As the public health emergency from the COVID-19 pandemic eases and some states begin to open the economy, physician practices and other health care services will begin to prepare to welcome their patients back to their offices to provide non-COVID-19 health care services. In anticipation of the re-opening, the Centers for Medicare and Medicaid Services (CMS) has issued updated guidance for healthcare providers previously restricted from providing non-essential healthcare as reopen and transition to in-person care for non-emergent, non-COVID-19 conditions.

Generally, CMS recommends that providers evaluate their access to and availability of PPE, availability of their workforce, facility readiness, and COVID-19 testing capacity as they strive to protect patients’ safety as they resume the provision of non-essential health care services once state or local restrictions are lifted (referred to herein as the Gating Criteria). Healthcare providers should consider the following key factors as they begin to reopen to the general public to minimize the risk of contagion and assure patients and staff are safe and comfortable while seeking care at the office.

  • Telehealth: Is the practice prepared to provide services through telehealth modalities? Even as the pandemic slows and the economy begins to open, the CMS waivers expanding the authorized use of telehealth remain in effect, permitting practices to offer non-COVID-19 services through telehealth. CMS continues to strongly encourage use of telehealth modalities whenever possible, even as providers resume in-person care and services, to minimize unnecessary possibility of exposure and maximize patient and staff safety.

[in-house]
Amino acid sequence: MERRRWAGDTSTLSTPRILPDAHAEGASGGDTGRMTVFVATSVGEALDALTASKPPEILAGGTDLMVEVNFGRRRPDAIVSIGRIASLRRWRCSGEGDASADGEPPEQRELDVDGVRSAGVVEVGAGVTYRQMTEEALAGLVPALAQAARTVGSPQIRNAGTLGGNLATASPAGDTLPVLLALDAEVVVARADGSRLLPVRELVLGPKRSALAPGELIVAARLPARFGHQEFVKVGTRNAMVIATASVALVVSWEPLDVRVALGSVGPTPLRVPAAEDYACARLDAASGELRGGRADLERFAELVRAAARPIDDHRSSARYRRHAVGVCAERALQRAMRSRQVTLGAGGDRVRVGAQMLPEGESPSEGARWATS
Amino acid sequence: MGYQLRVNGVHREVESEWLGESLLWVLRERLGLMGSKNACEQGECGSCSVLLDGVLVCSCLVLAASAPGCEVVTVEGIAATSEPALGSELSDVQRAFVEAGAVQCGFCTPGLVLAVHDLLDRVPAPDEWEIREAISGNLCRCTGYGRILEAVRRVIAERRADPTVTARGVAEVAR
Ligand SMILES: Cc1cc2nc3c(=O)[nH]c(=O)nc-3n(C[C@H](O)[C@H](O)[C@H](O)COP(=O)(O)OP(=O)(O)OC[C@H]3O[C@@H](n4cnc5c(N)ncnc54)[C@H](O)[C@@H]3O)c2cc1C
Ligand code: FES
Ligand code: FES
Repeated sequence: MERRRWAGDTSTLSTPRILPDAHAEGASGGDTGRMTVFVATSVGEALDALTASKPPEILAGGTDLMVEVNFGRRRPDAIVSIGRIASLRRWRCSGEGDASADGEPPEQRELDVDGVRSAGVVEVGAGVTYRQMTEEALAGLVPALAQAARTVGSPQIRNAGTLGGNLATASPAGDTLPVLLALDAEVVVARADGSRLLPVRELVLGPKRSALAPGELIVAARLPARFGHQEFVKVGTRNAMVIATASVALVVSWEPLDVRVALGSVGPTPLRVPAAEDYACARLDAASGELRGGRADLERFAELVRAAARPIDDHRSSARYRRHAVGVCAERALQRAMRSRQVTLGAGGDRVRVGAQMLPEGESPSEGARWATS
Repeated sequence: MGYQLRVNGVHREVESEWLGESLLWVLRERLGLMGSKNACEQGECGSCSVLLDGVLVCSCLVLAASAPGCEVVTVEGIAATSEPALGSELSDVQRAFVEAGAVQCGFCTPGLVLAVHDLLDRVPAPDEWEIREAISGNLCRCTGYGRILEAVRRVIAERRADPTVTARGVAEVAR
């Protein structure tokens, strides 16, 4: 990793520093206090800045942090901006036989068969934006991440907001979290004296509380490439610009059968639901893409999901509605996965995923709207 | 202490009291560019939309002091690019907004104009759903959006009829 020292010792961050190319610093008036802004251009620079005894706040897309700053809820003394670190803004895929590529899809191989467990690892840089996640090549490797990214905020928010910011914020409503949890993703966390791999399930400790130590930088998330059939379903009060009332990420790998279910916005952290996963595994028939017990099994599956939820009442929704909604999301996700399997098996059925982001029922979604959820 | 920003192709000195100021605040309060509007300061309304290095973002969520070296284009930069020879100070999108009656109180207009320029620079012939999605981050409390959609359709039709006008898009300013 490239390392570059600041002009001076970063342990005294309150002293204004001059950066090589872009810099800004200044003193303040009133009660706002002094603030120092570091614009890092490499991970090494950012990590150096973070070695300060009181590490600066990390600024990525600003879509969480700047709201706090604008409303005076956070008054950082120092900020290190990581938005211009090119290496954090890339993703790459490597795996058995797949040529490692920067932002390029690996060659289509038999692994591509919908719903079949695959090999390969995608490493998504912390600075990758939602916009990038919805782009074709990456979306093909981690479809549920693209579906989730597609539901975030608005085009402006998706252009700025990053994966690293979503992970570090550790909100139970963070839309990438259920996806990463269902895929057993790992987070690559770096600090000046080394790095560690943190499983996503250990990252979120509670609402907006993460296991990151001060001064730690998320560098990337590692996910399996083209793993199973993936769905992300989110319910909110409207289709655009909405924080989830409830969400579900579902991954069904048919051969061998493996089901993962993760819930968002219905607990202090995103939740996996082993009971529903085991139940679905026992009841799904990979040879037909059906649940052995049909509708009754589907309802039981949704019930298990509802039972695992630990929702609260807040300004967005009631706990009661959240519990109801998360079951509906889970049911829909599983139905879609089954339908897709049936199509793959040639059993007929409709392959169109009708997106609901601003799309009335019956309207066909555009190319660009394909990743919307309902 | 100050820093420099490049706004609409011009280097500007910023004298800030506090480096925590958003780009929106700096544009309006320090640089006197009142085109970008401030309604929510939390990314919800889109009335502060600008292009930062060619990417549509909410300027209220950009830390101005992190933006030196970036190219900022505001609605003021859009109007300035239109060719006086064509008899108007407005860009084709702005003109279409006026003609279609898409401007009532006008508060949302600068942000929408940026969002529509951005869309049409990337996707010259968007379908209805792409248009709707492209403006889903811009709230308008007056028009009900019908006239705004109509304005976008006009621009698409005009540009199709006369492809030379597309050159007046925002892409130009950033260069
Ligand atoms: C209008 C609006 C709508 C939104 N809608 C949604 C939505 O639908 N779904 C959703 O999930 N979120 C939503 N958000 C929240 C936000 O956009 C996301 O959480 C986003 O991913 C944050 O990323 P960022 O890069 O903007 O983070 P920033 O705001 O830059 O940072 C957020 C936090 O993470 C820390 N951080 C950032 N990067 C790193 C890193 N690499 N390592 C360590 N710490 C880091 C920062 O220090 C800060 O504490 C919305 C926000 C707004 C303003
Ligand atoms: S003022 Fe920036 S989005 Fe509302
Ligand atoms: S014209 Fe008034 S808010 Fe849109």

• Operational preparedness: Consider triage protocols to determine which patients may or should be seen in person in the office. How many appointments will be scheduled? Continue to operate with waiting rooms, adopt “wait in vehicles” mandates, or bring patients directly to examination rooms? Do waiting rooms need to be re-configured to accommodate social-distancing mandates?
  • Outward-facing protocols: What do patients need to know before they arrive or as a condition of arriving at your office? For instance, will patients be required to take their temperature before arriving for appointments, be COVID-19 symptom-free, wear masks or other PPE upon arrival, or be permitted to bring someone with them?
  • Informed Consent: Although informed consent typically addresses the risks and benefits of a particular treatment or procedure for a medical condition, the COVID-19 pandemic introduces additional risks of seeking that treatment or procedure that are unrelated to the patient’s underlying condition, the procedure, or the treatment therefor. Should informed consent forms include the risk of exposure to COVID-19 as a risk of the treatment or procedure sought for a non-COVID-19 condition where the risk is realized only if the patient seeks in-person care? As the pandemic slows and the declarations of emergency abate, consider your informed consent processes. Will you require patients seeking non-COVID care and treatment to sign a consent for treatment that includes the risk of COVID-19 contagion?
  • Workforce: Consider whether and how employees should be tested for COVID-19 before returning to work or be temperature-checked daily prior to arriving at work. Establish protocols precluding employees with symptoms from reporting to the workplace.
  • Environment of care. Healthcare providers must assure robust protocols for cleaning and disinfecting examination and procedure rooms, equipment, and common areas to assure patient and staff safety. Are there sufficient environmental services staff duly qualified, trained, and available?
  • Surge capacity. Even as the pandemic eases and Gating Criteria are met, as long as no effective vaccine or treatment is available, the risk of capacity surges remains. Healthcare providers need to assure that their supplies of PPE, medication, equipment, and other relevant office supplies remain adequate if there is a need to respond to a potential surge.

Finally, even as in-person health care services become available to the public, healthcare providers are encouraged to develop contingency plans to address further disruptions to non-essential services should the public health emergency needs re-emerge.

Please contact a Jackson Lewis attorney with any questions about the CMS Guidance or other issues.